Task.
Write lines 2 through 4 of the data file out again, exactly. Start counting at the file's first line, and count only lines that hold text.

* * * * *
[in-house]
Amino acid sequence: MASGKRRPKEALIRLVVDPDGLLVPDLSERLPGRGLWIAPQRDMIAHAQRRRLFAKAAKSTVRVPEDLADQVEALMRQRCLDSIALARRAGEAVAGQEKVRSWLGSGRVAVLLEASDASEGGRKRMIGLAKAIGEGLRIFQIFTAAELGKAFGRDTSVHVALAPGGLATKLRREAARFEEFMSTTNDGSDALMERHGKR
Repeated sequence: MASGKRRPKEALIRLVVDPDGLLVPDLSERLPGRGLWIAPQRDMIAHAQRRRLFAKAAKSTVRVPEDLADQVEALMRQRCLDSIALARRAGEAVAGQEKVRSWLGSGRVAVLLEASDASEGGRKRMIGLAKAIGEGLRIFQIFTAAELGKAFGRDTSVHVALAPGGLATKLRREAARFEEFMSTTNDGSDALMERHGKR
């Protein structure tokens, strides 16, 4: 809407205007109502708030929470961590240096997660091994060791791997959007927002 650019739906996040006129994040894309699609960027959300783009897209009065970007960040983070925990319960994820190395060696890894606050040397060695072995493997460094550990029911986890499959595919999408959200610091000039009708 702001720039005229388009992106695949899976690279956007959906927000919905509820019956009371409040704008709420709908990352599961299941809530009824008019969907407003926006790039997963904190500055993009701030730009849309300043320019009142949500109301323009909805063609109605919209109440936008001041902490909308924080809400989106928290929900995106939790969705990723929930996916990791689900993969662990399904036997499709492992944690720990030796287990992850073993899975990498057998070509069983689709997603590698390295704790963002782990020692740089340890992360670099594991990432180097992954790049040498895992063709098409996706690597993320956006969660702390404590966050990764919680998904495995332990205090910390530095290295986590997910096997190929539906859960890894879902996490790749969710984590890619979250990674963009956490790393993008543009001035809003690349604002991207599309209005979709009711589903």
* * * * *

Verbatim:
Amino acid sequence: MASGKRRPKEALIRLVVDPDGLLVPDLSERLPGRGLWIAPQRDMIAHAQRRRLFAKAAKSTVRVPEDLADQVEALMRQRCLDSIALARRAGEAVAGQEKVRSWLGSGRVAVLLEASDASEGGRKRMIGLAKAIGEGLRIFQIFTAAELGKAFGRDTSVHVALAPGGLATKLRREAARFEEFMSTTNDGSDALMERHGKR
Repeated sequence: MASGKRRPKEALIRLVVDPDGLLVPDLSERLPGRGLWIAPQRDMIAHAQRRRLFAKAAKSTVRVPEDLADQVEALMRQRCLDSIALARRAGEAVAGQEKVRSWLGSGRVAVLLEASDASEGGRKRMIGLAKAIGEGLRIFQIFTAAELGKAFGRDTSVHVALAPGGLATKLRREAARFEEFMSTTNDGSDALMERHGKR
């Protein structure tokens, strides 16, 4: 809407205007109502708030929470961590240096997660091994060791791997959007927002 650019739906996040006129994040894309699609960027959300783009897209009065970007960040983070925990319960994820190395060696890894606050040397060695072995493997460094550990029911986890499959595919999408959200610091000039009708 702001720039005229388009992106695949899976690279956007959906927000919905509820019956009371409040704008709420709908990352599961299941809530009824008019969907407003926006790039997963904190500055993009701030730009849309300043320019009142949500109301323009909805063609109605919209109440936008001041902490909308924080809400989106928290929900995106939790969705990723929930996916990791689900993969662990399904036997499709492992944690720990030796287990992850073993899975990498057998070509069983689709997603590698390295704790963002782990020692740089340890992360670099594991990432180097992954790049040498895992063709098409996706690597993320956006969660702390404590966050990764919680998904495995332990205090910390530095290295986590997910096997190929539906859960890894879902996490790749969710984590890619979250990674963009956490790393993008543009001035809003690349604002991207599309209005979709009711589903």